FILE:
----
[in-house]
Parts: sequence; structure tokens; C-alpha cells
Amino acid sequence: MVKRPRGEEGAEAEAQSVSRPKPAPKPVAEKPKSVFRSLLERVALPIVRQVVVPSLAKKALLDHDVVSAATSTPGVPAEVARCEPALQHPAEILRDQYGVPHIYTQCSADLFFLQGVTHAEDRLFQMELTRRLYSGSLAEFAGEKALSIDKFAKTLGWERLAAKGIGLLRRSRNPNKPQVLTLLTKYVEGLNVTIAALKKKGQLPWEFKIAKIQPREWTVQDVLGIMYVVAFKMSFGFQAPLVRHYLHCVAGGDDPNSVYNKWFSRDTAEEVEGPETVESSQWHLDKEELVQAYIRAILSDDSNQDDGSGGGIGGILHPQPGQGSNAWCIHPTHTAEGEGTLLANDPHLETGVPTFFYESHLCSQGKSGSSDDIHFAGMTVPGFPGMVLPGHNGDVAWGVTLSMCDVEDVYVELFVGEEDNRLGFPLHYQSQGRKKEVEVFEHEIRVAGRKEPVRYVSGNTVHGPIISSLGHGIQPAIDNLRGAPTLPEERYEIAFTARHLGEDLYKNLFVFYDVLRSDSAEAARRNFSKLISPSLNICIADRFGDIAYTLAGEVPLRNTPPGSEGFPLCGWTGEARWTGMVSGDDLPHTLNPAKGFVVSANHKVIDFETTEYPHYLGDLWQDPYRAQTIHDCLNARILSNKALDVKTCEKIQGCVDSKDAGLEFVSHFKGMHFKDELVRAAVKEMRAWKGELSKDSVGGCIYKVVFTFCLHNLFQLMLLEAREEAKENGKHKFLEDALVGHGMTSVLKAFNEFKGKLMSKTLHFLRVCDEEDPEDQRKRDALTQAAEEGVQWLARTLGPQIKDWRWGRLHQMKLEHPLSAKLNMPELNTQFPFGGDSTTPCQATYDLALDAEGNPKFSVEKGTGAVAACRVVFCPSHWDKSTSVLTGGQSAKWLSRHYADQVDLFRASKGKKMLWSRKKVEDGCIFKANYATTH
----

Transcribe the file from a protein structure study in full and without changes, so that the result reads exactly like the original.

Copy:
[in-house]
Parts: sequence; structure tokens; C-alpha cells
Amino acid sequence: MVKRPRGEEGAEAEAQSVSRPKPAPKPVAEKPKSVFRSLLERVALPIVRQVVVPSLAKKALLDHDVVSAATSTPGVPAEVARCEPALQHPAEILRDQYGVPHIYTQCSADLFFLQGVTHAEDRLFQMELTRRLYSGSLAEFAGEKALSIDKFAKTLGWERLAAKGIGLLRRSRNPNKPQVLTLLTKYVEGLNVTIAALKKKGQLPWEFKIAKIQPREWTVQDVLGIMYVVAFKMSFGFQAPLVRHYLHCVAGGDDPNSVYNKWFSRDTAEEVEGPETVESSQWHLDKEELVQAYIRAILSDDSNQDDGSGGGIGGILHPQPGQGSNAWCIHPTHTAEGEGTLLANDPHLETGVPTFFYESHLCSQGKSGSSDDIHFAGMTVPGFPGMVLPGHNGDVAWGVTLSMCDVEDVYVELFVGEEDNRLGFPLHYQSQGRKKEVEVFEHEIRVAGRKEPVRYVSGNTVHGPIISSLGHGIQPAIDNLRGAPTLPEERYEIAFTARHLGEDLYKNLFVFYDVLRSDSAEAARRNFSKLISPSLNICIADRFGDIAYTLAGEVPLRNTPPGSEGFPLCGWTGEARWTGMVSGDDLPHTLNPAKGFVVSANHKVIDFETTEYPHYLGDLWQDPYRAQTIHDCLNARILSNKALDVKTCEKIQGCVDSKDAGLEFVSHFKGMHFKDELVRAAVKEMRAWKGELSKDSVGGCIYKVVFTFCLHNLFQLMLLEAREEAKENGKHKFLEDALVGHGMTSVLKAFNEFKGKLMSKTLHFLRVCDEEDPEDQRKRDALTQAAEEGVQWLARTLGPQIKDWRWGRLHQMKLEHPLSAKLNMPELNTQFPFGGDSTTPCQATYDLALDAEGNPKFSVEKGTGAVAACRVVFCPSHWDKSTSVLTGGQSAKWLSRHYADQVDLFRASKGKKMLWSRKKVEDGCIFKANYATTH